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From the Archives with Frank Byrne
Saturdays, 11 a.m - noon Sundays, 6 - 7 p.m.

From the Archives is a curated tour of the world’s greatest composers, conductors and performers, captured in distinctive and memorable audio recordings.

Building on a lifetime of collecting recordings, host Frank Byrne shares the best performances he knows, each with a special element that sets it apart. A lifelong student of classical music, Byrne’s love of collecting classical music is only eclipsed by his joy in sharing it with friends.

Thanks to the wealth of recorded classical music available today, we have the opportunity to explore and consider performances that the average listener may never have heard. Listening together on From the Archives, we will gain insights to those great musicians who truly bring this music to life. Please join us.

We have two very different symphonies this week: an Italian gem from 1800 by cello prodigy Luigi Boccherini and a powerful 21st century portrait by American composer Jonathan Leshnoff of the chaos and homesickness of American soldiers in World War I. Leshnoff’s Symphony No. 3 incorporates texts from solders’ letters to tell the story of the great war’s impact on their lives.
  • This week we have two marvelous works by Johannes Brahms not originally composed for orchestra. But when reimagined for a full symphony orchestra, they are even more glorious. One was transformed by Brahms himself, and the other by composer Bright Sheng. With the resources and colors of a full symphony orchestra, we hear Brahms at his most magnificent.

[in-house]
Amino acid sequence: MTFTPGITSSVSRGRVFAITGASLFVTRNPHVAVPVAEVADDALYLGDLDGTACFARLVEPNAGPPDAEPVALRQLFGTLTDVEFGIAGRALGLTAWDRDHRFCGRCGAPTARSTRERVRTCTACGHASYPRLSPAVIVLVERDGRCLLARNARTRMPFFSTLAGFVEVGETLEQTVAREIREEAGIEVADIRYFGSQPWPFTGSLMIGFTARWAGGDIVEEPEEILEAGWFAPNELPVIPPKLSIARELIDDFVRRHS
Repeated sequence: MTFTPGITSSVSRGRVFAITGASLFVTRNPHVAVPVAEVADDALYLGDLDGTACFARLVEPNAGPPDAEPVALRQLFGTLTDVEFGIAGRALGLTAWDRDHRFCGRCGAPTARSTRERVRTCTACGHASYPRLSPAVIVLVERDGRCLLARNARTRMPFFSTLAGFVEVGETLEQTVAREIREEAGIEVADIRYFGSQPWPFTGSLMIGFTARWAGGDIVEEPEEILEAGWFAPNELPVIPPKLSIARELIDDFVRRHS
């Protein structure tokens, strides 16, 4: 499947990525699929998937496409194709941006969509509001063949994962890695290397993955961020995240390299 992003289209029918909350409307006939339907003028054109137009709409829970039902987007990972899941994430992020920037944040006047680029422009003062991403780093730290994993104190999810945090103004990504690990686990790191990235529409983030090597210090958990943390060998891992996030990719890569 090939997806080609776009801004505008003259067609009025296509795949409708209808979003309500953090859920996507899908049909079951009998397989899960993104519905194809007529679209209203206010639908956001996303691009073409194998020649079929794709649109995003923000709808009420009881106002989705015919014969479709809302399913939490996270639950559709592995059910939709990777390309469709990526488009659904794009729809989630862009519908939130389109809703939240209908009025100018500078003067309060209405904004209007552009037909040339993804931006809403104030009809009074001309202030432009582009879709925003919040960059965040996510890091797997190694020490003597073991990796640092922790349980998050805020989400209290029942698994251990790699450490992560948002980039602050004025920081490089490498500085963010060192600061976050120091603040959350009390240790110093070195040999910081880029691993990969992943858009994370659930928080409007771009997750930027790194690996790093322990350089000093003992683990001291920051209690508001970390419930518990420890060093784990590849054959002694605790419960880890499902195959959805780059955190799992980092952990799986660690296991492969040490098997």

• In an episode called “Surprise Symphonies” we have a Haydn symphony, but not the one you might expect, plus the one and only symphony by French composer Ernest Chausson. These works are two symphonies in B-flat, by two composers who were both 35 years old at the time.
  • Wilhelm Furtwängler was a brilliant conductor, but a controversial genius, whose legacy still inspires debate. His remarkable musicianship is on display in three recordings of music by Weber, Schumann, and Beethoven – all central to the German musical canon to which he was so dedicated. This series of five programs of these great conductors ends with perhaps the most enigmatic and most interesting interpreter of the group.
  • Otto Klemperer was a giant among conductors in both stature and musical insight. He overcame enormous personal challenges, escaped the Nazi regime, endured crippling injuries and still made music that inspired millions. His signature work was Beethoven’s “Eroica” Symphony and we’ll hear his legendary 1955 recording with the Philharmonia Orchestra – judged by many to be the best ever recorded.
  • Five of the world’s greatest conductors came together in Berlin, 1929. In the third of five shows paying tribute to these extraordinary musicians we profile Erich Kleiber. He was a master interpreter and superlative musician. He left a prominent post in Germany in protest of Nazi racial policies and lived in Buenos Aires for years while conducting opera and symphonic concerts wherever he could. After World War II he was embraced and revered as one of the world’s great conductors. We’ll hear his legendary recording of Beethoven’s Sixth Symphony which still inspires many decades later.